Feature: Aquakultre’s ‘Legacy’ Is a Monument to Change

Aquakulture © Caitlin Cronenberg
Aquakulture’s debut LP, ‘Legacy,’ is a musical masterpiece, a once-in-a-generation record you have to hear to believe.

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Lance Sampson is a man on a mission. He also just released an album of the year contender, but that wasn’t the goal. His dream is much bigger.

That story of coming-of-age—or more like becoming yourself and realizing who you are—that story is global. But a lot of people don’t get the chance to change. They don’t get the time, or the reflective period where they’re able to make that switch,” says Lance Sampson, the front person and brainchild of R&B’s next big thing, Aquakultre. “I would love this record to be the piece that people need. If they’re going through a certain thing and struggling to know where they can get the confidence or the support to change out of that lifestyle, then listen to this fucking record.”

Legacy – Aquakulture

You have to go back a long time to discover an album that parallels Legacy’s variety of sound and singularity of vision. Think the conscious nature of Common, the smoothness of D’Angelo, and the poignancy of Gil Scott Heron and you’re getting the picture. You never know what genre is coming next. The only constant is Sampson’s powerful voice—but the whole effect is too polished to be jarring. Rather, it’s a celebration of black music.

From the party anthem “657” to the funky reworking of an early Aquakultre single “Wife Tonight” to the tender love song that is “Open Your Eyes,” Legacy truly has it all. The pinnacle of the album is the last three songs: “I Doubt It,” “Questionable Intentions,” and “Pay It Forward”—which almost serve as their own twelve-minute album-within-an-album.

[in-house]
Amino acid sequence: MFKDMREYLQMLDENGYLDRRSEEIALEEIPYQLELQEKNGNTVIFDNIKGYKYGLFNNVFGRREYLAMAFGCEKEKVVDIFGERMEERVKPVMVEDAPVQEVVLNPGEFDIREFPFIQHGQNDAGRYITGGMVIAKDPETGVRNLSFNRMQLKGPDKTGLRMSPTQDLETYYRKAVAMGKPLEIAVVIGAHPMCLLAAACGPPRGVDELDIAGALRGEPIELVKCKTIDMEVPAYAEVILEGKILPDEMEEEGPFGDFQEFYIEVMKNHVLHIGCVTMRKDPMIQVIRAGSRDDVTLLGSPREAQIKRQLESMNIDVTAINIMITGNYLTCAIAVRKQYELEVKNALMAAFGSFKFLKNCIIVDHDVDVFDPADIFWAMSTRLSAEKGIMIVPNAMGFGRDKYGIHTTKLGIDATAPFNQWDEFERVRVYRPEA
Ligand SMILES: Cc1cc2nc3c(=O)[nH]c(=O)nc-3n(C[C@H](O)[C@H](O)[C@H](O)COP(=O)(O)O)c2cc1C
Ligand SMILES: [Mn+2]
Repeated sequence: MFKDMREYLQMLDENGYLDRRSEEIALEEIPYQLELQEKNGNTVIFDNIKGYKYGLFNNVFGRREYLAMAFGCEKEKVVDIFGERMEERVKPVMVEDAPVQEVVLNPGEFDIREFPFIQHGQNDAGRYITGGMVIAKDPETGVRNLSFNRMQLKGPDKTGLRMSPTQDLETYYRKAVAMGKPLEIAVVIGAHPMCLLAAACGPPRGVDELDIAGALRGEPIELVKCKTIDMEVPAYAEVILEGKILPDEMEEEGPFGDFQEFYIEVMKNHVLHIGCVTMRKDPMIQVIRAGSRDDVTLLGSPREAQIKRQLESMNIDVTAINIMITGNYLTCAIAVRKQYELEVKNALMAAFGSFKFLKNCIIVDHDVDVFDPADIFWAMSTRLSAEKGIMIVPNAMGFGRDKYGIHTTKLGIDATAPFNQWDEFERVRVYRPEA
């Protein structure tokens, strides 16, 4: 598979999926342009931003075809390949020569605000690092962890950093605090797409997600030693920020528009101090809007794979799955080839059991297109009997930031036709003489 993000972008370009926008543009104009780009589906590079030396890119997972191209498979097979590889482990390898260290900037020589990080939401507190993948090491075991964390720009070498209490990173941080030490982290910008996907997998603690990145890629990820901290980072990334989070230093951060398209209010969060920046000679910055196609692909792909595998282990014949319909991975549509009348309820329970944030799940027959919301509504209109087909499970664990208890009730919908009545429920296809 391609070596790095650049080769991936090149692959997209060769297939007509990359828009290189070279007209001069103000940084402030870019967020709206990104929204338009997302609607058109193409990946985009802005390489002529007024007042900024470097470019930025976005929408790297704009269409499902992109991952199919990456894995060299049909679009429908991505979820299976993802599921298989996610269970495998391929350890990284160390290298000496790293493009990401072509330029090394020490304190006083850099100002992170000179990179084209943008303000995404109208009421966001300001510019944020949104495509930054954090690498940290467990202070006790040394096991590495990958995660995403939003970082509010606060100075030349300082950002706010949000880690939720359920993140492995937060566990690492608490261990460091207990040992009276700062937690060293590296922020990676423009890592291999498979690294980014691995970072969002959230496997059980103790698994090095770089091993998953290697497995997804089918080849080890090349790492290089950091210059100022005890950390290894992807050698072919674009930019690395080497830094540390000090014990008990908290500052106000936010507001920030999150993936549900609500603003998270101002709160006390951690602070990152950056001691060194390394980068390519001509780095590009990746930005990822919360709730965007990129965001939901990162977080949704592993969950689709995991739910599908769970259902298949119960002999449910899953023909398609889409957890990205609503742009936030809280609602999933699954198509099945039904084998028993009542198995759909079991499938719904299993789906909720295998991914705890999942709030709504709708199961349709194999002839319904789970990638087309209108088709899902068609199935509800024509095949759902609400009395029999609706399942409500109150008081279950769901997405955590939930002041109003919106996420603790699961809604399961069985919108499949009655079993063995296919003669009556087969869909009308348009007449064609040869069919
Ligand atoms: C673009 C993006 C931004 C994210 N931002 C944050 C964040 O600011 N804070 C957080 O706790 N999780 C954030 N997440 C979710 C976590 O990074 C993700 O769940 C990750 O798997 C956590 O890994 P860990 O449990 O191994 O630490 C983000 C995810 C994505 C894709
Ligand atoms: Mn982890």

Here’s what I feel is genius about the last three songs,” Sampson begins.“‘I Doubt It’ is highly powerful, then you get sucked in by [“Questionable Intentions]—the tempo changes when that piano hits for the poem, it gravitates you to just there and listen to what was said—and then when that ends, boom, you get ‘Pay It Forward.’ It’s the end result of everything you were just thinking. All the emotions, everything you were feeling, it’s all summed up that song.”

In a word, this album is special.

Stream: ‘Legacy’ – Aquakulture

And for drummer Nathan Doucet and bassist Jeremy Costello (who joined the band in 2018 along with Nick Dourado, turning Aquakultre from a solo act to a fully-fledged four-piece that’s not to be messed with), they knew Sampson was special from the first time they saw him.

Personally, my moment of being like ‘okay, Lance is going to be in my life for the rest of my life,’ was honestly when I heard him sing ‘Apparition’ by Matthew Good Band the first time I ever saw Lance play live—before he asked us to be in his band,” Costello recalls. “We were all just, like, floored. There was just this pause in the room when he was doing it that, like, annihilated everybody. And that was when he really made his mark on me.”

The respect is mutual. After all, Sampson picked them because he loved their playing style: “Those guys know who they are. They’ve been doing this a long time. They obviously like what I do, they obviously like what I stand for, but for me to come over and put a hard foot down and be like ‘you guys should play like this,’ ultimately I could just go get somebody else who plays like that,” Sampson says. “But no, I want to play with those guys because they all have character, they all put their own spin on shit, they’re all beautiful musicians, and we’re best friends. I couldn’t sit there and tell those guys to play a certain way because that’s not them.”

And for Doucet, he didn’t get a choice at all. Rather, Lance stopped the drummer after a particularly experimental show: “He was really excited and I remember him, like, actually grabbing me by my collar, and pulling me in and being like—he didn’t ask a question—he said, ‘You guys are my band now,’” Doucet says with a laugh before adding: “We were like, ‘wow, and yes!’”

Watch: “I Doubt It” – Aquakulture